The Orchidaceae of Mexico and Guatemala was issued in parts between 1837-43 and printed in a limited edition of 125 copies sold to subscribers (Bleichmar 2017, 179). Today, fewer than 55 copies are known to exist.
One of those copies can be found in the world-renowned Rare Book Collection of the Peter H. Raven Library of the Missouri Botanical Garden. Happily, this copy has been digitized in the Biodiversity Heritage Library and is now freely available to the world.
Earlier this year, the Missouri Botanical Garden produced an exhibit on book conservation, entitled: Taking Care of Our Rare Books: Another Kind of Conservation. This ran concurrent with the Garden’s annual orchid show, the 2018 theme being “Orchid mania.” Both featured The Orchidaceae of Mexico and Guatemala. The floral show included numerous images from the book and described its role in “orchid mania”, and the exhibit featured a selection of images and text excerpts from the publication while highlighting book conservation techniques and principles.
=At nearly 200 years old, and having been acquired by the Library in 1895 during a period of heavy pollution in Saint Louis, it is not surprising that the Missouri Botanical Garden’s copy of Bateman’s work is in poor condition, with ripped and soiled paper, loose pages, and broken binding.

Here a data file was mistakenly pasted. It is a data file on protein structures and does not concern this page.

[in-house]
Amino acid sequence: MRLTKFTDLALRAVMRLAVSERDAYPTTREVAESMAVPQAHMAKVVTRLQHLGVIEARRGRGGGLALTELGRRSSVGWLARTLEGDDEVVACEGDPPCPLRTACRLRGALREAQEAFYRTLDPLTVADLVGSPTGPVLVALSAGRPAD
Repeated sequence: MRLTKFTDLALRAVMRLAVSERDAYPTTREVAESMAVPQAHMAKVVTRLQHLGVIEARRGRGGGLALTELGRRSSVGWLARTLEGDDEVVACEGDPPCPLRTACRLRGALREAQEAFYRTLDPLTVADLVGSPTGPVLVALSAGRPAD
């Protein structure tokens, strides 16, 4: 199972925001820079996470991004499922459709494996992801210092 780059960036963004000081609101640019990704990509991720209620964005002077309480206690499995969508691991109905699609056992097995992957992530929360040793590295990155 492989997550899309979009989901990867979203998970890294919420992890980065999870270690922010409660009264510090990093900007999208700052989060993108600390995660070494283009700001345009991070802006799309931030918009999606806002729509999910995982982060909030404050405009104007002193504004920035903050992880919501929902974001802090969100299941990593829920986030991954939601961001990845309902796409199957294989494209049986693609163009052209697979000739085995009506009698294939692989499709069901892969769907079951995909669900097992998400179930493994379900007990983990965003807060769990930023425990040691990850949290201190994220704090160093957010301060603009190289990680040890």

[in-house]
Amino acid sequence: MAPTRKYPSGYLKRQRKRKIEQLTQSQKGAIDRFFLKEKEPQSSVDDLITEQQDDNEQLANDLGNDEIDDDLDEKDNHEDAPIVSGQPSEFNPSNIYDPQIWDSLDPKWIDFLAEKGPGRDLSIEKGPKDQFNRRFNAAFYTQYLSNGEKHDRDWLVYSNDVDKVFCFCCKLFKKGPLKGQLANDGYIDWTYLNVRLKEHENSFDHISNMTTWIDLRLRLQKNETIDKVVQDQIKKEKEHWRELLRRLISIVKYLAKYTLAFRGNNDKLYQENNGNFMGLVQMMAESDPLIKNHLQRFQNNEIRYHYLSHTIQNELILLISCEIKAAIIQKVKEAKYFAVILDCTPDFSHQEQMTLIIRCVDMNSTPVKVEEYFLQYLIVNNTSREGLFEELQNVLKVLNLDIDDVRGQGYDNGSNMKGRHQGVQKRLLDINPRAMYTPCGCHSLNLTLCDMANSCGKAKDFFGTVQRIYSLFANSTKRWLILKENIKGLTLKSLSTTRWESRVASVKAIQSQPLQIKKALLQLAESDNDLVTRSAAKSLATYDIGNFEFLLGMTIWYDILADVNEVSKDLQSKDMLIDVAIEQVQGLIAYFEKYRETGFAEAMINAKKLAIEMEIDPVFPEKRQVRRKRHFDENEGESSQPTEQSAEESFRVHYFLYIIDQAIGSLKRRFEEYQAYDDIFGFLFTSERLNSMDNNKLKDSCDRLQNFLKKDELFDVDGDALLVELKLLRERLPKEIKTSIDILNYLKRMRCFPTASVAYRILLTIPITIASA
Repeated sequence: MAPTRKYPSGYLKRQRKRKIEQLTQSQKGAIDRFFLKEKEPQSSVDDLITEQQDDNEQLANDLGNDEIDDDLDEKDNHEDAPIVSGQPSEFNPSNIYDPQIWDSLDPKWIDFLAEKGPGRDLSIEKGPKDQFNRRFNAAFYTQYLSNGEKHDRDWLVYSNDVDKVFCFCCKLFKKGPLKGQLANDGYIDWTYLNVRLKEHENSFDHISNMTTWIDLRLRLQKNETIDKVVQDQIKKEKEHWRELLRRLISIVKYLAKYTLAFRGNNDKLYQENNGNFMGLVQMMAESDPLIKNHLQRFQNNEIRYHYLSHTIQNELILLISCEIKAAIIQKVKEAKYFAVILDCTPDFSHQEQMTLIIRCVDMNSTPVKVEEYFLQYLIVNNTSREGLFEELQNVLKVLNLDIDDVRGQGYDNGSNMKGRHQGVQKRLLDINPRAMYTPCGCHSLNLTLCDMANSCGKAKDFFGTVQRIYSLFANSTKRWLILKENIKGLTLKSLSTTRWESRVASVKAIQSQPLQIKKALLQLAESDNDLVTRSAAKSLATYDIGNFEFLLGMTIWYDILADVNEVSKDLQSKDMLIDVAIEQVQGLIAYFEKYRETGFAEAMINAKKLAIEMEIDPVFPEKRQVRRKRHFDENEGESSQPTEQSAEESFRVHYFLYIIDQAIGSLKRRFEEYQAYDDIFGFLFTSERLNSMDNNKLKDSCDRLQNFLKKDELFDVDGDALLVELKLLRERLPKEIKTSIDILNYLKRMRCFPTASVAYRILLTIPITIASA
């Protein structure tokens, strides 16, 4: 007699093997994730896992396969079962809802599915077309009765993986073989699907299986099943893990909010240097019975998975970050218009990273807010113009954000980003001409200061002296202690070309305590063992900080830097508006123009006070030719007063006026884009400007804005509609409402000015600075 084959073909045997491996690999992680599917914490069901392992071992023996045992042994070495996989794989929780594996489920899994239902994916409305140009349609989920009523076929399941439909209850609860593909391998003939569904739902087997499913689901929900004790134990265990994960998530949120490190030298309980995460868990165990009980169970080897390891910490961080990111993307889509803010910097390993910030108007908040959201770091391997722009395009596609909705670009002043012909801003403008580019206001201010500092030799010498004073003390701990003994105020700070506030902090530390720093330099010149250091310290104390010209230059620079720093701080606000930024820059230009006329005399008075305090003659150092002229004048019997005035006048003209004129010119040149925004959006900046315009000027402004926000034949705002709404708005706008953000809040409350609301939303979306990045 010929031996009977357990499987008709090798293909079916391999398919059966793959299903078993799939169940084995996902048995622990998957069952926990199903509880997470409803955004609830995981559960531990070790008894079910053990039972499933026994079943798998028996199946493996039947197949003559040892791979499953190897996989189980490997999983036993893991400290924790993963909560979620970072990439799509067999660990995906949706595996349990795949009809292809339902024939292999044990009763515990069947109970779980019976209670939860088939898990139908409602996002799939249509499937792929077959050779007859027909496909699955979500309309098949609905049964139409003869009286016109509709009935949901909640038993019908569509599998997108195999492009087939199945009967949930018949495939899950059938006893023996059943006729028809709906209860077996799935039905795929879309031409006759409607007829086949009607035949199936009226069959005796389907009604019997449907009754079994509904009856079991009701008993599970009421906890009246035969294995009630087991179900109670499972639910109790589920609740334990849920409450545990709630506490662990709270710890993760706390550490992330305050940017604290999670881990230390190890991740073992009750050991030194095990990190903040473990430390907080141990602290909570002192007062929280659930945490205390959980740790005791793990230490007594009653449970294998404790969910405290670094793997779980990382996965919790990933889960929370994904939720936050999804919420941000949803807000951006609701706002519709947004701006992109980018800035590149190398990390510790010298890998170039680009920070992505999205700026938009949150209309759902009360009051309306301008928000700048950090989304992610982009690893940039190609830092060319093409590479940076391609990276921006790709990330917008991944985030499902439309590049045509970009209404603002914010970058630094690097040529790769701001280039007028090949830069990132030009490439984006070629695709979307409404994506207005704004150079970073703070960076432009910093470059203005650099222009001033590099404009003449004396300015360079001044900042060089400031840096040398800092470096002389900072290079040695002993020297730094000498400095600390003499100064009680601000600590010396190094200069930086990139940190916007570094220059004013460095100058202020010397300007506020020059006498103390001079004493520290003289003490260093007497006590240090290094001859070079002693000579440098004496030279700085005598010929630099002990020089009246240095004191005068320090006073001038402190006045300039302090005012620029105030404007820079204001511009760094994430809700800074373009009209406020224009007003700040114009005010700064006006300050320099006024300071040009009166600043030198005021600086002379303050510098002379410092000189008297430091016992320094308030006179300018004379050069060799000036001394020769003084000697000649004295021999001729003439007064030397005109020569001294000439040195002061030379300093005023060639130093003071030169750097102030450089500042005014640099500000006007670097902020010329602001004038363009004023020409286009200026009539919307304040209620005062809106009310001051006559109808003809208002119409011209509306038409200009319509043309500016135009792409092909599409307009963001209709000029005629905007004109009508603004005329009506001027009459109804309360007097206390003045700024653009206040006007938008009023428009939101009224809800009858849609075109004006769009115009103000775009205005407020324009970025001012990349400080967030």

The Library’s book conservator, Susie Cobbledick, has begun a substantial restoration project for this work. This process was not only highlighted as part of the Garden’s exhibit, but it is also being recorded through a series of posts on the Garden’s Discover + Share website. This process includes repairing the volume’s binding and cleaning and mending the paper.
As Cobbledick articulates, the Library’s copy had been rebound at least once, and past attempts to repair the binding have failed under the strain imposed by such a massive volume. Additionally, the original covers were replaced with Masonite board at some point in the 20th century. As part of the Library’s conservation process, a more robust binding structure will be created for this volume, and more appropriate covers may be used to replace the inadequate Masonite (Cobbledick 2018a).
The soiled pages also require special attention. In order to remove the dirt and other residue that has accumulated over the past 170+ years without altering or damaging the lithographs’ fragile surfaces, Cobbledick is employing dry cleaning methods using cosmetic sponges and white vinyl erasers to carefully clean each page. This time-consuming process will take several months to complete (Cobbledick 2018b).
Conservators have also begun mending the volume’s ripped and damaged paper. As part of this process, they are conducting tests to determine whether the type of sizing (substance added to paper to make it less absorbent) used has contributed to the poor condition of the book’s paper today. The answer may be related to whether or not the paper was machine-made. Explore the testing process and initial outcomes in the most recent “Rebuilding the Bateman Book” post.
To learn more about the restoration process for The Orchidaceae of Mexico and Guatemala and follow the conservation work, explore the entire “Rebuilding the Bateman Book” series on the Garden’s Discover + Share website.